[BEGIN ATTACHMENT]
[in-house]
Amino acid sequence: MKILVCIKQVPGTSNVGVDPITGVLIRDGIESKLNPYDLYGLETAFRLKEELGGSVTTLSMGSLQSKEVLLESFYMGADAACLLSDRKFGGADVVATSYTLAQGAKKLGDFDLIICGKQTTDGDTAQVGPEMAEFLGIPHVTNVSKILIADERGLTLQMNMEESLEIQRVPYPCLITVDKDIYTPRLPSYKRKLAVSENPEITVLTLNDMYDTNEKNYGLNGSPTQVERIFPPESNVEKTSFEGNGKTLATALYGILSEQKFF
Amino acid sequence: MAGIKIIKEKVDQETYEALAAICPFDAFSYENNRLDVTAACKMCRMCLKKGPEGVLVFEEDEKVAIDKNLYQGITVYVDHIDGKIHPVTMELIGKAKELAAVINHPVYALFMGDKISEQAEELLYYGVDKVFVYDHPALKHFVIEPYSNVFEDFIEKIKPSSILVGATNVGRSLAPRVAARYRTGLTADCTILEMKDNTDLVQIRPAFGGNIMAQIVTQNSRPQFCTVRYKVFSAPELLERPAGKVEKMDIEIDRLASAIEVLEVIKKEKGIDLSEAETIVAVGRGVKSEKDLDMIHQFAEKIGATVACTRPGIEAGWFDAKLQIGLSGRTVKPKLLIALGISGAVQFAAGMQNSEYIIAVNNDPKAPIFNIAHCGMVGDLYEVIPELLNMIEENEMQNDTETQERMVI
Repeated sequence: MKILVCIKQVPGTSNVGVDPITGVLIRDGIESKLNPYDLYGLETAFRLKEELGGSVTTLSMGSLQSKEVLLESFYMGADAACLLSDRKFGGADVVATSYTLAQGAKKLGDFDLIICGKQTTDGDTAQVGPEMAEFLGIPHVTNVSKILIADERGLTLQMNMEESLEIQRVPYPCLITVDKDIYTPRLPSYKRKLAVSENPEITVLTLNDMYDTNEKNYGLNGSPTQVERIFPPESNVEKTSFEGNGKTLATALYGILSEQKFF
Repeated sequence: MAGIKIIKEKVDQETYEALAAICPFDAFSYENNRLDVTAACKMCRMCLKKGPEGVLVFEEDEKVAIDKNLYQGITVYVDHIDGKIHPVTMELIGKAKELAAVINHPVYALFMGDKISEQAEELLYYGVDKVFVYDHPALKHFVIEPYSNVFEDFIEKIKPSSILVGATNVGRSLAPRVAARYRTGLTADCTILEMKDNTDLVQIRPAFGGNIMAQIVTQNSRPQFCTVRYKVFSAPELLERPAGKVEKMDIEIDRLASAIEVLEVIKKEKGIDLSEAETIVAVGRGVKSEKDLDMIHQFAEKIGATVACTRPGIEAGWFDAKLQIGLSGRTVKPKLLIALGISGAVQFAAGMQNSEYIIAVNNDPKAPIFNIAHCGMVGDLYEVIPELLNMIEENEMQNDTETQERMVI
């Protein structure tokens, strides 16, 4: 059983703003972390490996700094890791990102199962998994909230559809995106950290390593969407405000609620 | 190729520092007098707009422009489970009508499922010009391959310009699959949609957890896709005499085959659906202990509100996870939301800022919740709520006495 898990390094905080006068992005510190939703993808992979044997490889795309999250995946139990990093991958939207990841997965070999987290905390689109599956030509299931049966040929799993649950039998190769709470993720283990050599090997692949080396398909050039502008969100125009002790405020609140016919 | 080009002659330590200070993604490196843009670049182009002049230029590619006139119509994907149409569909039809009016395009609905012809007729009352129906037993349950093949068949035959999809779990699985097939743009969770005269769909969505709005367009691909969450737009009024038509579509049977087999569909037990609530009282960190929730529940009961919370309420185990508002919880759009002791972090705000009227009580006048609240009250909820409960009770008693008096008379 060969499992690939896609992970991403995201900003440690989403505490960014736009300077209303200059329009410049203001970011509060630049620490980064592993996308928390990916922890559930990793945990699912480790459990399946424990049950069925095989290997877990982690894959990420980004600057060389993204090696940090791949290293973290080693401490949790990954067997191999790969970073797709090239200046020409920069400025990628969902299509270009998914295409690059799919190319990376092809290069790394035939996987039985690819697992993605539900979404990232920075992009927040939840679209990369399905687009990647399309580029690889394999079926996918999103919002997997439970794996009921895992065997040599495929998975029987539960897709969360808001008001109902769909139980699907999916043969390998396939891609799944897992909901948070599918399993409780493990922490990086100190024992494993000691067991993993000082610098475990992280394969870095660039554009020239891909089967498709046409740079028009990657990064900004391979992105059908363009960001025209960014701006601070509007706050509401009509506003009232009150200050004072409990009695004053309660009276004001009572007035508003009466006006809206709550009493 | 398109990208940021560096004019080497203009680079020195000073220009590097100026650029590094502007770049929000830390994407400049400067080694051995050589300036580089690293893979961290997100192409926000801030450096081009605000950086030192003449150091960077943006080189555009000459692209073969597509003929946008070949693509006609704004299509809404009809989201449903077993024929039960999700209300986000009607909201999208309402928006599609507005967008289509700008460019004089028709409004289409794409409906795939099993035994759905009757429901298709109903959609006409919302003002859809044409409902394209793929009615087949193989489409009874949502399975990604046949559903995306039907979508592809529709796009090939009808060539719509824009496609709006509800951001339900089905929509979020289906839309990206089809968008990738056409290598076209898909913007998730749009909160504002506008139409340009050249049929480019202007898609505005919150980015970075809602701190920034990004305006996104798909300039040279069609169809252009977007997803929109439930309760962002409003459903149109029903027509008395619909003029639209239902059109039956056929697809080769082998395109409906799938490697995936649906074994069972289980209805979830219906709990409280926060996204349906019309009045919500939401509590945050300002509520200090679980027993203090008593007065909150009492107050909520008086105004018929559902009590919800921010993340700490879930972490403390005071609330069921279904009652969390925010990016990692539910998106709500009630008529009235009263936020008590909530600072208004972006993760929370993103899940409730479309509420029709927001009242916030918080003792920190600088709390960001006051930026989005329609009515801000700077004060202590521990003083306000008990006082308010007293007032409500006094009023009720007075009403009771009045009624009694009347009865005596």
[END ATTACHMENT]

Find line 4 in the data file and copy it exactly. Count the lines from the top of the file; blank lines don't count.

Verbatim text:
Repeated sequence: MKILVCIKQVPGTSNVGVDPITGVLIRDGIESKLNPYDLYGLETAFRLKEELGGSVTTLSMGSLQSKEVLLESFYMGADAACLLSDRKFGGADVVATSYTLAQGAKKLGDFDLIICGKQTTDGDTAQVGPEMAEFLGIPHVTNVSKILIADERGLTLQMNMEESLEIQRVPYPCLITVDKDIYTPRLPSYKRKLAVSENPEITVLTLNDMYDTNEKNYGLNGSPTQVERIFPPESNVEKTSFEGNGKTLATALYGILSEQKFF